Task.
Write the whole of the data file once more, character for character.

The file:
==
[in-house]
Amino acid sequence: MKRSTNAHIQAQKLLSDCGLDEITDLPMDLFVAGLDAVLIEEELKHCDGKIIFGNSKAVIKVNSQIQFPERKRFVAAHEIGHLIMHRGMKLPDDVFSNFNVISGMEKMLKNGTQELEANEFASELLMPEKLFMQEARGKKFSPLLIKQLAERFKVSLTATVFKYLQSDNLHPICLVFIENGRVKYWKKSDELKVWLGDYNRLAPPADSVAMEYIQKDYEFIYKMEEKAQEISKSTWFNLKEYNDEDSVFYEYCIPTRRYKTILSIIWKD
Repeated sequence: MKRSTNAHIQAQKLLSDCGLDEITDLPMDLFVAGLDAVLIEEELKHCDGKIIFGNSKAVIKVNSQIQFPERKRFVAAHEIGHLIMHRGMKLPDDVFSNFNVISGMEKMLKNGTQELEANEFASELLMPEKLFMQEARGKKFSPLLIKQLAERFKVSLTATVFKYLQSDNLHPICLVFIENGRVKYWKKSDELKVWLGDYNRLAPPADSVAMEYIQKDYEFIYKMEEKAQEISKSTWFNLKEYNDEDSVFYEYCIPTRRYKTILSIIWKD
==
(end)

[in-house]
Amino acid sequence: MKRSTNAHIQAQKLLSDCGLDEITDLPMDLFVAGLDAVLIEEELKHCDGKIIFGNSKAVIKVNSQIQFPERKRFVAAHEIGHLIMHRGMKLPDDVFSNFNVISGMEKMLKNGTQELEANEFASELLMPEKLFMQEARGKKFSPLLIKQLAERFKVSLTATVFKYLQSDNLHPICLVFIENGRVKYWKKSDELKVWLGDYNRLAPPADSVAMEYIQKDYEFIYKMEEKAQEISKSTWFNLKEYNDEDSVFYEYCIPTRRYKTILSIIWKD
Repeated sequence: MKRSTNAHIQAQKLLSDCGLDEITDLPMDLFVAGLDAVLIEEELKHCDGKIIFGNSKAVIKVNSQIQFPERKRFVAAHEIGHLIMHRGMKLPDDVFSNFNVISGMEKMLKNGTQELEANEFASELLMPEKLFMQEARGKKFSPLLIKQLAERFKVSLTATVFKYLQSDNLHPICLVFIENGRVKYWKKSDELKVWLGDYNRLAPPADSVAMEYIQKDYEFIYKMEEKAQEISKSTWFNLKEYNDEDSVFYEYCIPTRRYKTILSIIWKD